Maynard Meyer Caplan DFM
Pilot, 1658 HCU
Service number 142555
Died 7 September 1943
Buried East Ham (Marlow Road) Jewish Cemetery, London
‘IN LIFE AND DEATH HE WAS HONOURABLE AND COURAGEOUS. FOREVER IN OUR HEARTS’
Maynard was born on 14 May 1916 in Bethnal Green, London to Bernard and Rachel née Goldstein. Maynard had two sisters, Beryl who married Peter Baum and Freda who married Marcus Freedman.
Before the war Maynard worked with his father Bernard at an electro chemist works. Bernard also volunteered as an ARP warden in Lewisham.
Maynard received his DFM with 158 Squadron. He was known as the ‘three engined expert.’ ‘F/Sgt Caplan has just completed a most successful tour of operations, during which he has taken part in bombing attacks against targets in Germany and Italy, often in the face of intense fighter opposition and heavy ground defences. On three occasions this airman has brought his aircraft safely back to base on three engines, and he has also obtained some excellent photographs.”
Maynard, (known as Rusty), was an instructor on a fighter affiliation training flight when he was killed, alongside seven trainees working up to becoming an operational crew and two other instructors. They were on board Halifax DT524 which took off from RAF Riccall at 10.05. The exercise involved a fighter aircraft, in this case a Hurricane, making simulated attacking passes towards the Halifax, with the crew of the Halifax keeping lookout for it and the instructor pilot of the Halifax would then demonstrate taking evasive action. The Hurricane pilot made several attacks and later stated that the evasive action taken was very effective during all but the final one. When the final attacking pass was made the Halifax initially went into a 90-degree bank and the starboard outer engine emitted a considerable amount of smoke, the aircraft then rolled over on to its back and lost height, witnesses stated that the aircraft lost its starboard outer propeller at this stage and having been out of control for a time was then partly recovered from being inverted. After almost levelling out again it then went into a spin, the starboard outer engine then broke away from the wing and it dived into the ground. The aircraft crashed at midday at the edge of what was then called Newsholme Plantation (and is now called Intake Plantation) near Wressle. A detailed examination of the wreckage followed, and the detached starboard outer engine landed in the main wreckage trail and was quickly proven to have broken away before the aircraft hit the ground.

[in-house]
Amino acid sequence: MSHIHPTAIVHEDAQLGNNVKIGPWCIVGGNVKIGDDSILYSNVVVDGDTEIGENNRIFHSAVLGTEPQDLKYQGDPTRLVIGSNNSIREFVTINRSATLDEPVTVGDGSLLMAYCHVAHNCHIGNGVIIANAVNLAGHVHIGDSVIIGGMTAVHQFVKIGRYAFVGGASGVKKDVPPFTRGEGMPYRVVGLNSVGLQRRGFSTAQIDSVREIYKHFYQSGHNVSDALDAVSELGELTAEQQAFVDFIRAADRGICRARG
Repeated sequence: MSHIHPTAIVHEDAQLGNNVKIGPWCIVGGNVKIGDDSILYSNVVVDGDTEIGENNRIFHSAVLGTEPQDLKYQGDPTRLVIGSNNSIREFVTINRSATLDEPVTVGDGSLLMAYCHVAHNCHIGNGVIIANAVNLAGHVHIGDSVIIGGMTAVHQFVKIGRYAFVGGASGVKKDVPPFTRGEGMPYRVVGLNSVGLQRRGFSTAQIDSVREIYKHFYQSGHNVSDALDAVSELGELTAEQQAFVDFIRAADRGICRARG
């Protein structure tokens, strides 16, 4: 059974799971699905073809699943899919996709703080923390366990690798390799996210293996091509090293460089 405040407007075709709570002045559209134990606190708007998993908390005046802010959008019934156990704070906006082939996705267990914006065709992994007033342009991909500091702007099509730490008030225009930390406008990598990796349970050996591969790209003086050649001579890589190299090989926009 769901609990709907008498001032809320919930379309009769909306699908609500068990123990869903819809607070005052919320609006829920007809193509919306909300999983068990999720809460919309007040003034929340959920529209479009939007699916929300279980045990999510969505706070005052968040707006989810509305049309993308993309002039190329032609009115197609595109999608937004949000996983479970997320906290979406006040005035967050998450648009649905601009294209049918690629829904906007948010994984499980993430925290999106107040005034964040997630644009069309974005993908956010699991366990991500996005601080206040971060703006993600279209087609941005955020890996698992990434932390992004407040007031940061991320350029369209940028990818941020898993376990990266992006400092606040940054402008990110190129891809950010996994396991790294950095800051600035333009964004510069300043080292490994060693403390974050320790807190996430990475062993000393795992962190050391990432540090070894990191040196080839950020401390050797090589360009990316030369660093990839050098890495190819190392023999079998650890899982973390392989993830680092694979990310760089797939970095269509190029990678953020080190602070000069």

Pilot (Instructor) – F/O Maynard Meyer Caplan DFM.
Pilot – F/O Lawrence Gay Dunlop RCAF (J/20568), aged 20, of Mayenod, Saskatchewan, Canada. Buried Harrogate Stonefall Cemetery, Yorkshire
Flight Engineer (Instructor) – P/O Arthur Wilfred Bailey RAFVR (143799), aged 22, of St.Albans. Buried St.Albans Cemetery, Hertfordshire.
Flight Engineer – Sgt Alan Basil Granville Williams RAFVR (1653142), aged 19, of Ystrad Mynach. Buried Ystrad Mynach Churchyard, Glamorgan.
Navigator – Sgt Frank Reynolds RAFVR (1497496), aged 23, of Eccleshill, Bradford. Buried Calverley Churchyard, Yorkshire.
Bomb Aimer – F/Sgt Samuel Rutherford Parker RCAF (R/132048), aged 23, of Regina, Saskatchewan, Canada. Buried Harrogate Stonefall Cemetery, Yorkshire
Wireless Operator – Sgt Edward Leo McCartie RAFVR (1146785), aged 22, of Middlesbrough. Buried Middlesbrough (Thorntree) R.C. Cemetery, Yorkshire.
Air Gunner – Sgt Alfred John Gamble RAFVR (1391617), aged 22, of Eltham, London. Buried Selby Cemetery, Yorkshire.
Air Gunner – F/Sgt Gordon Gibson RAFVR (1349486), aged 21, of Ellon. Buried Ellon Cemetery, Aberdeen.
Air Gunner (Instructor) – F/O James Low RCAF (J/17294), aged 24, of Kenogami, Quebec, Canada. Buried Harrogate Stonefall Cemetery, Yorkshire
Before Maynard was killed, he flew on operations with Flight Engineer Arthur Alfred Frederick with 158 Squadron during 1942 and early 1943. Maynard and Arthur were close friends and were both stationed as instructors at RAF Riccall after they had completed their operations. Arthur returned to operations for his second tour early in 1944, this time with 640 Squadron. He was killed with five of the other six crew when their aircraft was hit on 13th September 1944, it was the 13th sortie of his second tour. Grateful thanks to Peter Paragreen for the information and photographs.